US President Donald Trump today approved the declaration of “great disaster” in Florida by the powerful hurricane Irma, which will allow the arrival of federal funds to mitigate its consequences.
“I am grateful that President Trump, whom I have spoken to multiple times this week, has fully supported our efforts and offered all the resources of the federal government,” said Florida Gov. Rick Scott in a statement.
“We are working with local emergency management professionals and FEMA (the federal agency) to ensure that no expense is spared to help families respond and recover,” he added.
The disaster declaration authorizes 100 percent federal reimbursement for thirty days in all county emergency protection measures, such as the costs of emergency operation centers, shelters, and other related expenses.
After 30 days, the federal government will reimburse 75% of these costs, both at the local and state level.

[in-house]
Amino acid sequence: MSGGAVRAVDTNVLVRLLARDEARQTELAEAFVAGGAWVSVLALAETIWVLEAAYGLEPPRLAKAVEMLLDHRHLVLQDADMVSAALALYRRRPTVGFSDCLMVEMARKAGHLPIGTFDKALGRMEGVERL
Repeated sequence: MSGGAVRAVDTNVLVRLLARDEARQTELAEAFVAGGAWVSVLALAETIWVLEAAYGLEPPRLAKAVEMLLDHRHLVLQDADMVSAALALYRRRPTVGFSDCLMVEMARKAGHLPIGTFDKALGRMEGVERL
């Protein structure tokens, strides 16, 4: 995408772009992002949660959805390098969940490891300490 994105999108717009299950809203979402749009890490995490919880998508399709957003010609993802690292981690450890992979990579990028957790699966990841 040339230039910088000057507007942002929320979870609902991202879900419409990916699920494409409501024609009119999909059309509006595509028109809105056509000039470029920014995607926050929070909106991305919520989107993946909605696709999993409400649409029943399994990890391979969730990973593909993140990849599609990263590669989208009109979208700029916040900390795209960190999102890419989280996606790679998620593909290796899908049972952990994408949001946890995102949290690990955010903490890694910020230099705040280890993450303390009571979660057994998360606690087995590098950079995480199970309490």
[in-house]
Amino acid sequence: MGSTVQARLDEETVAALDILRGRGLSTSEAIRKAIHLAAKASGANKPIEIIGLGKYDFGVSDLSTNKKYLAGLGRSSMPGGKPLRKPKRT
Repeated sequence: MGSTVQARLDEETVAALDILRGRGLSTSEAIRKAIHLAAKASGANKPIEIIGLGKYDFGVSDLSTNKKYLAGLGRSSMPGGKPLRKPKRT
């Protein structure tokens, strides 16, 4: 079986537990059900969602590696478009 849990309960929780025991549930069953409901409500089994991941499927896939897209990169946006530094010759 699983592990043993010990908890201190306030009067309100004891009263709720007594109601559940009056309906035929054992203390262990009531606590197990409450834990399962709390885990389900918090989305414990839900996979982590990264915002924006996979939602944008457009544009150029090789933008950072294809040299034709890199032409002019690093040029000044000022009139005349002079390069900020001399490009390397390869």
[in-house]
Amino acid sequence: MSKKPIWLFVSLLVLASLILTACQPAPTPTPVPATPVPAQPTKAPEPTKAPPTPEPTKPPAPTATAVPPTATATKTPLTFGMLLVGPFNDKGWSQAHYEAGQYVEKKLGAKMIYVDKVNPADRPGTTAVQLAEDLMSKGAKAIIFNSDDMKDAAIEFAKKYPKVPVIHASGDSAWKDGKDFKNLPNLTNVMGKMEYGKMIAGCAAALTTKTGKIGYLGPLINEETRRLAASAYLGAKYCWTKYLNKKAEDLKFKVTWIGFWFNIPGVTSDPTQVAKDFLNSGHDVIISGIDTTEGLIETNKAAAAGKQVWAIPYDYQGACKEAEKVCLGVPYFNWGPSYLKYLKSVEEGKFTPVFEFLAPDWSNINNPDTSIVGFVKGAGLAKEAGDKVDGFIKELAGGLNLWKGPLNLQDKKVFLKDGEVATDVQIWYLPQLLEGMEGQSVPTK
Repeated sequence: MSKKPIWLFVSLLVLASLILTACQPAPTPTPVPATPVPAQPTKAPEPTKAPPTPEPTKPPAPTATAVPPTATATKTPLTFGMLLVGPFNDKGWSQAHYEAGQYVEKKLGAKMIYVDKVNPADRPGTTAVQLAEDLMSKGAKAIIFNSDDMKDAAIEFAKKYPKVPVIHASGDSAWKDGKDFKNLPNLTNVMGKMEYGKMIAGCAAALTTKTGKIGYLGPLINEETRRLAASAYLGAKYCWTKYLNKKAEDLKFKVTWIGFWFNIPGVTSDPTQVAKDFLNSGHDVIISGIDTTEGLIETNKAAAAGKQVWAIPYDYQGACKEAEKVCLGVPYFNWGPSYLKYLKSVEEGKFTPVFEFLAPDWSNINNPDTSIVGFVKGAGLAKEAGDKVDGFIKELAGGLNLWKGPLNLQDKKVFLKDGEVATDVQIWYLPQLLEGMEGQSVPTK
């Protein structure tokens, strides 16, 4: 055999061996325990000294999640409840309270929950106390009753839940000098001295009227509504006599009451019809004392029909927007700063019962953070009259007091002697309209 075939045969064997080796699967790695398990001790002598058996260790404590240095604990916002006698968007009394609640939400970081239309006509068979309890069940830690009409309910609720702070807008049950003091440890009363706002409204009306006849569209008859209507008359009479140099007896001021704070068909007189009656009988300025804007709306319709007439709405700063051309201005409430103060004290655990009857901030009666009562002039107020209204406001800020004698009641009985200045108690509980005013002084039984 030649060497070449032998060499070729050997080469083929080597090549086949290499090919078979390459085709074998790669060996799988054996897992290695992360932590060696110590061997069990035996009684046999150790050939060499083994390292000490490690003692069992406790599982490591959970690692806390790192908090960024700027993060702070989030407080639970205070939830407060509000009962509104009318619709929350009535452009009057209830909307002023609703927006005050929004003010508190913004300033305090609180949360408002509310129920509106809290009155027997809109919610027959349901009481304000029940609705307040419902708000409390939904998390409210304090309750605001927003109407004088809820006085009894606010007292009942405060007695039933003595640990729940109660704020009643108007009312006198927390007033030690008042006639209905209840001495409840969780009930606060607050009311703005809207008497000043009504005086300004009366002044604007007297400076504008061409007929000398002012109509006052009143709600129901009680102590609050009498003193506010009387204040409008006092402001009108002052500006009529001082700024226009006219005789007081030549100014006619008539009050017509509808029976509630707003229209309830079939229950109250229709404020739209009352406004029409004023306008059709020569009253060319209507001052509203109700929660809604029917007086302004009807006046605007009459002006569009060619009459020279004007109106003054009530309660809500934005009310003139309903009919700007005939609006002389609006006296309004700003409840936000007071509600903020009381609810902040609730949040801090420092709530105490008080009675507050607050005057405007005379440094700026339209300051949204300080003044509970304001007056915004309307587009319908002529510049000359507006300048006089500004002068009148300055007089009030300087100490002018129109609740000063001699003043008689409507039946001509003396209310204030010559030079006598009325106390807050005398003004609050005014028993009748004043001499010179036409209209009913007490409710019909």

The bill also authorizes the federal government to reimburse all counties 75 percent of the debris removal and direct financial aid to impacted families in several counties.
These counties are: Charlotte, Collier, Hillsborough, Lee, Manatee, Miami-Dade, Monroe, Pinellas, and Sarasota.
The Government will increase these percentages and allocate additional funds as needed as Irma advances through the state.
The signing of the statement came a few hours after the governor asked the president in a phone call.
Trump, who spends the weekend with his cabinet in Camp David (Maryland) today also signed the disaster declaration in Puerto Rico and extended federal disaster declaration assistance to the US Virgin Islands, hard hit by the hurricane.
Before arriving at Florida with category 5, the cyclone caused about 30 deaths and substantial material damages to its passage by the Caribbean.
So far, at least three people have died in Florida as a result of adverse weather conditions caused by Irma, currently a Category 2 hurricane.
Florida authorities ordered the evacuation of 6.3 million people in the wake of Irma’s clash, and in addition to the massive exodus of residents who left the state, thousands of people decided to go to shelters equipped with schools, sports centers and other facilities. facilities to protect against the cyclone.